Tuesday, July 3, 2012
Front Porches and Sunday Dinners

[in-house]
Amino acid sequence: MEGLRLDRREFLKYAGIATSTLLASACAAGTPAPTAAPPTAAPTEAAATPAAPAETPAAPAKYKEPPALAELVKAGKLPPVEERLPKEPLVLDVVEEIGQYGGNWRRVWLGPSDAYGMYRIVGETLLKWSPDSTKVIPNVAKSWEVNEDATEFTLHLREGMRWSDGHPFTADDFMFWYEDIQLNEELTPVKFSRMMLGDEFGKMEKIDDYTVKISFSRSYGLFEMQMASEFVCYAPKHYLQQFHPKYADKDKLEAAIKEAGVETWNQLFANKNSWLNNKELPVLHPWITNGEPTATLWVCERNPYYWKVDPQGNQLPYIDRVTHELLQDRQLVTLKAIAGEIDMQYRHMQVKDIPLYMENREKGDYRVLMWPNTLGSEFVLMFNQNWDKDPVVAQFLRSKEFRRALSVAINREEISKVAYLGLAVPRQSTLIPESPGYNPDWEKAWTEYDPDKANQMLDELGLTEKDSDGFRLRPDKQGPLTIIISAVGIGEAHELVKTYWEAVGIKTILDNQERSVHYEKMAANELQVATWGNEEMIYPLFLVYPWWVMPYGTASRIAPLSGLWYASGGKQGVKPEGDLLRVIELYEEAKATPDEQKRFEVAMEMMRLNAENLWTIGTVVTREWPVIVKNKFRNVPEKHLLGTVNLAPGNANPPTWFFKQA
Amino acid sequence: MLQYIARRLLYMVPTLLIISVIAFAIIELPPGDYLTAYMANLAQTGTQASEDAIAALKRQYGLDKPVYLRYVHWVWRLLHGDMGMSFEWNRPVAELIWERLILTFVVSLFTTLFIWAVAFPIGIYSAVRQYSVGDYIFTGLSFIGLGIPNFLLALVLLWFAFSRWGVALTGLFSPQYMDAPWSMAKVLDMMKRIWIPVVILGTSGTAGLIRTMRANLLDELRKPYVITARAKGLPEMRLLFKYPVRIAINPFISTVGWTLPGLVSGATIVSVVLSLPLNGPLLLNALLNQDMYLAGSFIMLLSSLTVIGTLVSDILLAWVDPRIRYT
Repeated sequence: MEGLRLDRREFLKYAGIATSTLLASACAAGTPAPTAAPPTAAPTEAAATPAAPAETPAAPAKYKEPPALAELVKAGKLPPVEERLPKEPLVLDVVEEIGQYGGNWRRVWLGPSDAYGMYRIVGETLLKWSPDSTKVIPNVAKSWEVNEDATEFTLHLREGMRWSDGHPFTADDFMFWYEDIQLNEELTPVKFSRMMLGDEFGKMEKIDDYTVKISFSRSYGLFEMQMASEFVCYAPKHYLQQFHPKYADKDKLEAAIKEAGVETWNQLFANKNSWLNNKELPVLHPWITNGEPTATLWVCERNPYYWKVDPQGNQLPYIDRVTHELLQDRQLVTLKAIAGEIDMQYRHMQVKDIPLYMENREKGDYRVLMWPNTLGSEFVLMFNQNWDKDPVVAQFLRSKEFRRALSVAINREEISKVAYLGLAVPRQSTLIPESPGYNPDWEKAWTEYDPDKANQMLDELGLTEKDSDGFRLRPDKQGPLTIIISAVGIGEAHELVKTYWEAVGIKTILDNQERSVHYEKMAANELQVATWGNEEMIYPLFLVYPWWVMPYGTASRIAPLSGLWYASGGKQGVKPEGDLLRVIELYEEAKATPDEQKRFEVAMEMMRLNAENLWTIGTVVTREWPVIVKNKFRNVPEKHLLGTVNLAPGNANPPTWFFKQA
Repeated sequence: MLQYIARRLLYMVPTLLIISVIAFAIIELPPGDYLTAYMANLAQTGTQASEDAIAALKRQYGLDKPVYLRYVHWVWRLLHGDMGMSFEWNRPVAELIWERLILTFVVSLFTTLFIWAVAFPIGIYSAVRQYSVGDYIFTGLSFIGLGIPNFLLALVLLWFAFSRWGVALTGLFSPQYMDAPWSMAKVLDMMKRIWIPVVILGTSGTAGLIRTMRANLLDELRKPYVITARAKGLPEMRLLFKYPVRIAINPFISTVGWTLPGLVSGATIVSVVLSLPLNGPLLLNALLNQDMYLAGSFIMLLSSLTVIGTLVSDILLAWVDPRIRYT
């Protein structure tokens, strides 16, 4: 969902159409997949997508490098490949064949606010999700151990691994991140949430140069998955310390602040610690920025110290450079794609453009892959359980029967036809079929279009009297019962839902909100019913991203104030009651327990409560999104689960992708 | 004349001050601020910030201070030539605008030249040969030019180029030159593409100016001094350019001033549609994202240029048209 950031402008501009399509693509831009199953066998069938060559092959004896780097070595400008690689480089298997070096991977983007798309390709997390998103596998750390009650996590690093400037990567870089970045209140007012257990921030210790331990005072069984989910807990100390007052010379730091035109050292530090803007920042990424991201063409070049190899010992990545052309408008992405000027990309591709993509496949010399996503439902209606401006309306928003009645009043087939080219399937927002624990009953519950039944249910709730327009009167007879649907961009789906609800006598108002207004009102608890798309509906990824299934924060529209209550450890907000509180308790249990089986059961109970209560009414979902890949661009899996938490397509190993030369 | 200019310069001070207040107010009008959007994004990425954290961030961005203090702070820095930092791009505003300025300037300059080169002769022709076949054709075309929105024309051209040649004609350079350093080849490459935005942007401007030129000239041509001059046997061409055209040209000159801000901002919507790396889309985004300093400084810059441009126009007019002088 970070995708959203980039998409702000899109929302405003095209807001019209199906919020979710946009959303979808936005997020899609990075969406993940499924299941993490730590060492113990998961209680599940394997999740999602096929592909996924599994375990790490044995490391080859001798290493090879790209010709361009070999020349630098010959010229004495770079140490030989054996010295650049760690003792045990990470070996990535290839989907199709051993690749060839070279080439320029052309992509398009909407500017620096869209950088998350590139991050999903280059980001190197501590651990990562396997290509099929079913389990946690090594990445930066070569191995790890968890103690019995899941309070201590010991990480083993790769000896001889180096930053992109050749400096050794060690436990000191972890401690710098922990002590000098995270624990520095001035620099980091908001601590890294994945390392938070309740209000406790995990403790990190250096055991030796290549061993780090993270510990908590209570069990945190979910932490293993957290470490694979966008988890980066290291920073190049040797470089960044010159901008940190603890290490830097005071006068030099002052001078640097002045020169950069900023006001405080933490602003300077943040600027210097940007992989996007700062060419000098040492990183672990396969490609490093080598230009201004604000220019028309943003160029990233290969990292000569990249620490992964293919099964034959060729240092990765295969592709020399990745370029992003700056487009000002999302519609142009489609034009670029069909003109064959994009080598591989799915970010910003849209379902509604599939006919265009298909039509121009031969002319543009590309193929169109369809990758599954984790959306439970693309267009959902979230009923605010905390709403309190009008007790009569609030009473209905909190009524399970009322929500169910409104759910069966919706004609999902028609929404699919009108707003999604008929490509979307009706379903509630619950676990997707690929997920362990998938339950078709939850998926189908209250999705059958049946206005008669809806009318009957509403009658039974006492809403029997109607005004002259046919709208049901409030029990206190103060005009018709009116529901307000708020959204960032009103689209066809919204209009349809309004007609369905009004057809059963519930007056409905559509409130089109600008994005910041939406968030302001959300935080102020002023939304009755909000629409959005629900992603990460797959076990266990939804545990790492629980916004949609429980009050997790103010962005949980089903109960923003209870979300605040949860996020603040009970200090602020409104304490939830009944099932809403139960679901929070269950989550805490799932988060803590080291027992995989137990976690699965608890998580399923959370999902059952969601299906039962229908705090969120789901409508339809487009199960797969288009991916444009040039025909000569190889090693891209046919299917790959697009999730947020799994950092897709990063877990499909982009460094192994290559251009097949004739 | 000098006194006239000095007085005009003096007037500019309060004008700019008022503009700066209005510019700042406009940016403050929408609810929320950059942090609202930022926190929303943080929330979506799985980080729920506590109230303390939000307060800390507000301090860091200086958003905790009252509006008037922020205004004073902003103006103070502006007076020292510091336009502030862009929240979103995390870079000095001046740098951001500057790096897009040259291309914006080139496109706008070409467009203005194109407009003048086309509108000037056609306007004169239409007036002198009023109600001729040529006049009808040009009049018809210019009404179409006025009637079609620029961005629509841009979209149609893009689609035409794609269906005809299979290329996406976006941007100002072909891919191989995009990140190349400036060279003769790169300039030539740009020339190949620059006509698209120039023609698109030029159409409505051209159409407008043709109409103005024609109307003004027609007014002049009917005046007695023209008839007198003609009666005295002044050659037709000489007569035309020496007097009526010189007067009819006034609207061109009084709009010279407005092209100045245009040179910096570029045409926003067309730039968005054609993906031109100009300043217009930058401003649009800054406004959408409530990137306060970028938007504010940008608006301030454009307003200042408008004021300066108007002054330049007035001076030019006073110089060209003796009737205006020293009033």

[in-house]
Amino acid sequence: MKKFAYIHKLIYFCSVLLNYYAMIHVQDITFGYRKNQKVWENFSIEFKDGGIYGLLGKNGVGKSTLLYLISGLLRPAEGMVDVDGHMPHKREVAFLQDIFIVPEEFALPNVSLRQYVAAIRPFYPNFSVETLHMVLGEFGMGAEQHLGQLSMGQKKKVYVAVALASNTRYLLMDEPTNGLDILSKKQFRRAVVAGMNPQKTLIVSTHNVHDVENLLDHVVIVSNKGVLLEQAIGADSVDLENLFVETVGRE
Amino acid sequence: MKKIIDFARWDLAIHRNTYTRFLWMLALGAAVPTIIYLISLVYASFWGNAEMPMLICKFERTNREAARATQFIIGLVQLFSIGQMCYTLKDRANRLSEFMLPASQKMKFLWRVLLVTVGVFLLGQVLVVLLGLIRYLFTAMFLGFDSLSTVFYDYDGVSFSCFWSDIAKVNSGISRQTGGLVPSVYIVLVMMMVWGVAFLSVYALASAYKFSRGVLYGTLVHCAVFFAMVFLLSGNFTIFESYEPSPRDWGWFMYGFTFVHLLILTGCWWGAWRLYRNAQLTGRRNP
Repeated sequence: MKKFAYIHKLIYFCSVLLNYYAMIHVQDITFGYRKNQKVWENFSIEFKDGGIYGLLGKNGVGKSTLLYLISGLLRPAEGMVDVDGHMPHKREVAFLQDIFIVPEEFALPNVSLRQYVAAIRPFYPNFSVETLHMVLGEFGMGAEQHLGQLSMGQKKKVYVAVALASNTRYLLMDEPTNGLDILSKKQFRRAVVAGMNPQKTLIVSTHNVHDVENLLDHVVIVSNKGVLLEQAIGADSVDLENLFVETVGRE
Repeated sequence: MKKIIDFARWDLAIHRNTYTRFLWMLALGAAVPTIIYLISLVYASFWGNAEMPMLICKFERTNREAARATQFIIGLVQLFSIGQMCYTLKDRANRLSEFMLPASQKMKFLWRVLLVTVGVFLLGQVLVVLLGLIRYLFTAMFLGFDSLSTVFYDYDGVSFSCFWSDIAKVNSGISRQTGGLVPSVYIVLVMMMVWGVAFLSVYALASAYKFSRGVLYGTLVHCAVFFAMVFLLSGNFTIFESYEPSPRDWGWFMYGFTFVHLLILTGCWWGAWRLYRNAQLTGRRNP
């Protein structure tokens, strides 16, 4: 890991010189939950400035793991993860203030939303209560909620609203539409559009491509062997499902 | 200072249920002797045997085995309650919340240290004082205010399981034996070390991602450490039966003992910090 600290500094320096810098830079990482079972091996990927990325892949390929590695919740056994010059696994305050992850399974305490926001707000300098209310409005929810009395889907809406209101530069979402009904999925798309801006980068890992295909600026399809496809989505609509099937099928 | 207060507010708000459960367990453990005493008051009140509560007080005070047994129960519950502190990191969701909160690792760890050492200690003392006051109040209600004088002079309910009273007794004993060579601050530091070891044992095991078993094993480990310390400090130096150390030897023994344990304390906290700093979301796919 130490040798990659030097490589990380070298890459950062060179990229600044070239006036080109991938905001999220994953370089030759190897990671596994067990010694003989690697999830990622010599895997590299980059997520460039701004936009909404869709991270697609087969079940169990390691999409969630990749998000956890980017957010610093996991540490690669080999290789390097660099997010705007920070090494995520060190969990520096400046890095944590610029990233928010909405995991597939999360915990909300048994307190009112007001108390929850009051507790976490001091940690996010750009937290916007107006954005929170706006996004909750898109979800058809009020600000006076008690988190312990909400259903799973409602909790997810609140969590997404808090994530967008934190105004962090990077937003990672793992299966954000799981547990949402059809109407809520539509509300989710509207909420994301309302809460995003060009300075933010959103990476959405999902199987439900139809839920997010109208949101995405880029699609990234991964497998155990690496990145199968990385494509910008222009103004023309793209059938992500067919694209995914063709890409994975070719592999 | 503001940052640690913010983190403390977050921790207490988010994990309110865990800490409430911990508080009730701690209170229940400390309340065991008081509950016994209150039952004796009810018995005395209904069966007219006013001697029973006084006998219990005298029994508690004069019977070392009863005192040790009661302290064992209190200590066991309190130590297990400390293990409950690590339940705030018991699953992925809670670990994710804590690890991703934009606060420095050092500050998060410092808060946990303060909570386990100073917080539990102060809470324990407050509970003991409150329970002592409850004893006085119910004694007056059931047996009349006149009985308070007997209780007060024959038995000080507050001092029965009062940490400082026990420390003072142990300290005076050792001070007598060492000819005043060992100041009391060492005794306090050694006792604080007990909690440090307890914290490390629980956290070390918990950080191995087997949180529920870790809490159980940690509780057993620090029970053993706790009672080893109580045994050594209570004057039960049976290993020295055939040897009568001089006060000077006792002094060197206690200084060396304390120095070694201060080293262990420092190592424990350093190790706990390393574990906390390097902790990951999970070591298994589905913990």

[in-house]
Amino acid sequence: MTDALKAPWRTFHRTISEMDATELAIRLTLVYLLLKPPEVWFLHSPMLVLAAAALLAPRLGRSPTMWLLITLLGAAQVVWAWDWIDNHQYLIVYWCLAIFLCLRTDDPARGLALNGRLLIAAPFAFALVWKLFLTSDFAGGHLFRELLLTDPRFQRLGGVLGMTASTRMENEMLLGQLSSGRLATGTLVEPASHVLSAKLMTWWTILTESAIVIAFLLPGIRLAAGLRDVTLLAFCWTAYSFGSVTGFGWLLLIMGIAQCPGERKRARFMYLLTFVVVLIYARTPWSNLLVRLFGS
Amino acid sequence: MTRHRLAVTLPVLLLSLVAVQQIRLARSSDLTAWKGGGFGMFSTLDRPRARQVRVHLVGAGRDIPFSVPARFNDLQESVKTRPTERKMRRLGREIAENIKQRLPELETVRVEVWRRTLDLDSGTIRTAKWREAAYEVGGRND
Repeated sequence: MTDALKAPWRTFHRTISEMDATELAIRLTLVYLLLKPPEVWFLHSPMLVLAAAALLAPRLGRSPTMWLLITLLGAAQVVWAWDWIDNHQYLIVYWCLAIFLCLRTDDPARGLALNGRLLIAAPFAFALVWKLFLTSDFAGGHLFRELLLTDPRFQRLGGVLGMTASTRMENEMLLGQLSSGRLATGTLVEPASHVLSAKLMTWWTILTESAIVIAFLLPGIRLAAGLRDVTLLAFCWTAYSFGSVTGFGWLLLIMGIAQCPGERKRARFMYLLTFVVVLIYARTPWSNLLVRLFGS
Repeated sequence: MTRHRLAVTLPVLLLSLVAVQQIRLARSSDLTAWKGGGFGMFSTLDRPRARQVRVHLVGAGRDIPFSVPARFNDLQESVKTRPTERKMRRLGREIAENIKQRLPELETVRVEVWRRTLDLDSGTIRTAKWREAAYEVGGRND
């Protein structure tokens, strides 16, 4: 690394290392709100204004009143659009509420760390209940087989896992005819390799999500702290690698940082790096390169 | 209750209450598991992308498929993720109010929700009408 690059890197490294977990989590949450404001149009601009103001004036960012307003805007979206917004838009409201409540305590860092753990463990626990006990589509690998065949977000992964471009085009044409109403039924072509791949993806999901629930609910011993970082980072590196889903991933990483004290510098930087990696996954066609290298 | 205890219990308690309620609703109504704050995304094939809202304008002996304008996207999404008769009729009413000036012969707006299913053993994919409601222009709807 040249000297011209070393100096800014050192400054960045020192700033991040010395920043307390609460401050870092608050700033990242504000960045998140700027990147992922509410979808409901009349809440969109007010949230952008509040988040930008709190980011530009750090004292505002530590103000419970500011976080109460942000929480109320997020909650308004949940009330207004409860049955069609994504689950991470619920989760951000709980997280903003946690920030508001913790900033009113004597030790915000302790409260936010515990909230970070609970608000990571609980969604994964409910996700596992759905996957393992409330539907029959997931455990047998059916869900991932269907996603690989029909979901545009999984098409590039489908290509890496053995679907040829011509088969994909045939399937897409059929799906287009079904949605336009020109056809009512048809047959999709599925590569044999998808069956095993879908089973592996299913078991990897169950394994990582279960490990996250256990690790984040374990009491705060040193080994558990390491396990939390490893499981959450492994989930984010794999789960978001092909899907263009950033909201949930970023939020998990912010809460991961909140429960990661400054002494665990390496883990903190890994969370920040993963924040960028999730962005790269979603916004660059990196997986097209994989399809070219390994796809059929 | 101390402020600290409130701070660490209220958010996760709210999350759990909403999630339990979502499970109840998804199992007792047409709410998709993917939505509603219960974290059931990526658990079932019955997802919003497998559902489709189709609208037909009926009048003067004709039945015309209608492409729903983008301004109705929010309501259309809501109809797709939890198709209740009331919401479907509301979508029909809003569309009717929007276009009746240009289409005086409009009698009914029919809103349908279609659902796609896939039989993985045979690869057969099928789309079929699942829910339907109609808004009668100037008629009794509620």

An actor died today. He was an actor that played a hayseed recruit getting into a peck of trouble trying to make it into the army. He was an actor who played the main role in a television series about a small-town sheriff with a big heart and the wisdom of Solomon. He was an actor that advertised Ritz Crackers ("mmmmmmmmm...gooood cracker....") He was an actor that played a lawyer in the big city who was usually the smartest man in the room. But to simply say we're lamenting the loss of an actor certainly doesn't explain why we feel so empty. Why ARE we all feeling the loss of a person we didn't know? I think it's because right here on the eve of our country's birthday, we've lost a part of something that is quintessentially "American." And it has been for several generations. You may not have been able to talk rock & roll with your elders. You may not have been able to talk politics or religion with them (because they surely weren't as enlightened as you!) But you could all sit in the same room and watch Andy Griffith together. It's hard to not first think of Sheriff Andy Taylor when thinking about Andy Griffith's body of work. Mayberry is a world where drug stores still make milkshakes and businesses close on Sundays. It is a world where every dinner is a Sunday dinner and all the world's problems can be solved while sitting and relaxing on somebody's front porch. It is a place where kids still play outside barefooted and human interaction involves handshakes on sidewalks and cups of coffee. Notice I refer to Mayberry in the present tense. I feel compelled to because, though the actor that brought the town to life is now gone, the hope that this perfect spot surely still exists somewhere hasn't yet died. It serves not only as an "ideal" of someplace we'd like to live but of what we strive to be. And that just might live forever in the hearts of those who have watched the same reruns over and over and over and laughed and cried just as hard as we did the very first time we watched them. I'm pretty sure Andy Griffith would tell us all to quit being sad. He'd probably tell us all to go to the filling station and get a bottle of pop and then wander over to the movie house and watch them change the sign on the marquis. It lowered my blood pressure just typing about such things.